These are just a few of the issues that an Indie author must face before she has written a single word. Then, there are the doubts: Am I good enough? What will my peers think? What if it doesn't meet up to my standards of taste? But you have to push through and write.

Then, after you've written the manuscript, proofread at least ten times, and sent it off to a copyeditor (as I did), the next step is formatting. Fortunately, my son did most of that for me and my other son, Patrick Pollack, created the graphics. Uploading to Smashwords and Amazon  was the easiest part of the process.

Next, comes the marketing, which some writers find distasteful. There are many authors who would much rather write the book, turn it over to a publisher, and let the publishers worry about the rest. These authors complain that marketing takes away from their writing time. It does. This is why Indie authors rely so much on the support of their readers.

When you are an Indie writer, you are the author, editor, proofreader, PR, therapist, coach, and booking agent. And you have to do all this while sometimes holding down a full time job. As I said to the students, "To be an Indie author, you must have the discipline of a warrior and the whimsy of a fool."

With that, I thought I was done, but the students wanted more. So, I read from Cry to Me, Third Time, and Dub Wise. It wasn't enough. I ended the reading with a poem from Twelve Poems and a Story for Christmas.

It was a great experience to read and talk with the students at Keiser University, who took me out of my comfort zone with the probing questions. Give thanks to Belkis L. Cabrera, for inviting me, and to Alissa Stone and Henry Georget for their generous support of my work.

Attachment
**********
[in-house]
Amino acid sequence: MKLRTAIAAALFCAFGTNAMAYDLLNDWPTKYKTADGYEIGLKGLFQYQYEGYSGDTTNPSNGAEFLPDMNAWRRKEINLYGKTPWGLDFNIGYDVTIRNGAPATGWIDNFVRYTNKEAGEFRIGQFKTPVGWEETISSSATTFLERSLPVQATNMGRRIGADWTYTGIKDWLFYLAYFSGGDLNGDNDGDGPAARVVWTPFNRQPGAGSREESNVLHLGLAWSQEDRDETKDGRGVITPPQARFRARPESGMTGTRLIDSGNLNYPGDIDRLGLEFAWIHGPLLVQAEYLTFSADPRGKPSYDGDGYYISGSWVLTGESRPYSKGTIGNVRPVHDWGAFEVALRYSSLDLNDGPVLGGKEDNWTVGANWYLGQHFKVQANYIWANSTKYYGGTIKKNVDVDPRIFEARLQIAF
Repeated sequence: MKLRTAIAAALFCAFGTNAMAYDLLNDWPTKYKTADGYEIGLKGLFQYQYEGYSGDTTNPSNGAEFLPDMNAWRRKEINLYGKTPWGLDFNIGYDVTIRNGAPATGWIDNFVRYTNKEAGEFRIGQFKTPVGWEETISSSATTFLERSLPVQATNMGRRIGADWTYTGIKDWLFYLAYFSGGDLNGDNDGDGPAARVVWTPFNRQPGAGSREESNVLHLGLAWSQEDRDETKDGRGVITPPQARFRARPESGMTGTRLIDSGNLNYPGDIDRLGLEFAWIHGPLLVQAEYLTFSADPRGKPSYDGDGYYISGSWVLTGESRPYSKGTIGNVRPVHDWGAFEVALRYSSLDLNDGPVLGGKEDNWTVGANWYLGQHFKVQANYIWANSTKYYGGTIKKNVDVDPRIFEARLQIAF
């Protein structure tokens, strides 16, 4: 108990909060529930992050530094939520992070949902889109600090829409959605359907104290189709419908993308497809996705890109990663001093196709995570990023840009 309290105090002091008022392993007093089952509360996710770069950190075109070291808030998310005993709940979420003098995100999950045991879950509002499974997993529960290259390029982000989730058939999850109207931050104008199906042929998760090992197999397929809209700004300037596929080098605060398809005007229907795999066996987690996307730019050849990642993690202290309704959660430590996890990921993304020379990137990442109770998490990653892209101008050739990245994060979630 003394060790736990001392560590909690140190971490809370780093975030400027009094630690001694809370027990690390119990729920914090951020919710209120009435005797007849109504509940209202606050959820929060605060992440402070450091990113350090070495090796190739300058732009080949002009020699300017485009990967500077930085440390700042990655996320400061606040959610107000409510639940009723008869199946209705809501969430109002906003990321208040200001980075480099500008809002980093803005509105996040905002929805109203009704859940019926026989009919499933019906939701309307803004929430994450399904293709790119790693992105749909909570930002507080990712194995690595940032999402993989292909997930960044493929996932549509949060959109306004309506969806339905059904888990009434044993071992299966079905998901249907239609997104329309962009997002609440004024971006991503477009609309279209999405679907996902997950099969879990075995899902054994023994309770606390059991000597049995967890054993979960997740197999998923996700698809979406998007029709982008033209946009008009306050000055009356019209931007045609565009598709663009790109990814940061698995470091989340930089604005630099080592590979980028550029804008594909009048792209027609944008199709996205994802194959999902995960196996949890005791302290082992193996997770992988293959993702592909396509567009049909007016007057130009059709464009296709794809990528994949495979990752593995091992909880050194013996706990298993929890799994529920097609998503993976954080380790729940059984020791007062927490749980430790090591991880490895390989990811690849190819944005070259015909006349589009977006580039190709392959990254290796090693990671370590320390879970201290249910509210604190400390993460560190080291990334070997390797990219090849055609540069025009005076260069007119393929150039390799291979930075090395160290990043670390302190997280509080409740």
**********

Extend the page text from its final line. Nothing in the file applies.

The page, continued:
July 25, 2011

The Future of Rastafari

At a recent symposium at Nova Southeastern University, The Rastafari Impact on the Culture of Jamaica and the World, what began as an assessment of the movement was transformed into a lively discussion about the future of Rastafari. This was hardly surprising. From the time I was a yute in Jamaica, I've been a part of and sometimes witnessed these deep reasonings. And this was a vitally important discussion. Nearly all of the panelists, Ras Don Rico Ricketts, Dr. Roy Augier, Nana Farika, Mama Iyaddis, Dr. Michael Barnett, Dr. Jahlani "Bongo" Niaah, and Dr. K'adamawe K'nife, seemed to be wrestling with the issue of "how to be in the world, but not of it." The significance of this issue lies in the genesis of Rastafari, which was labeled as a cult by the British government, and its growth into a movement that has had a profound impact on global cultures, especially in the area of music.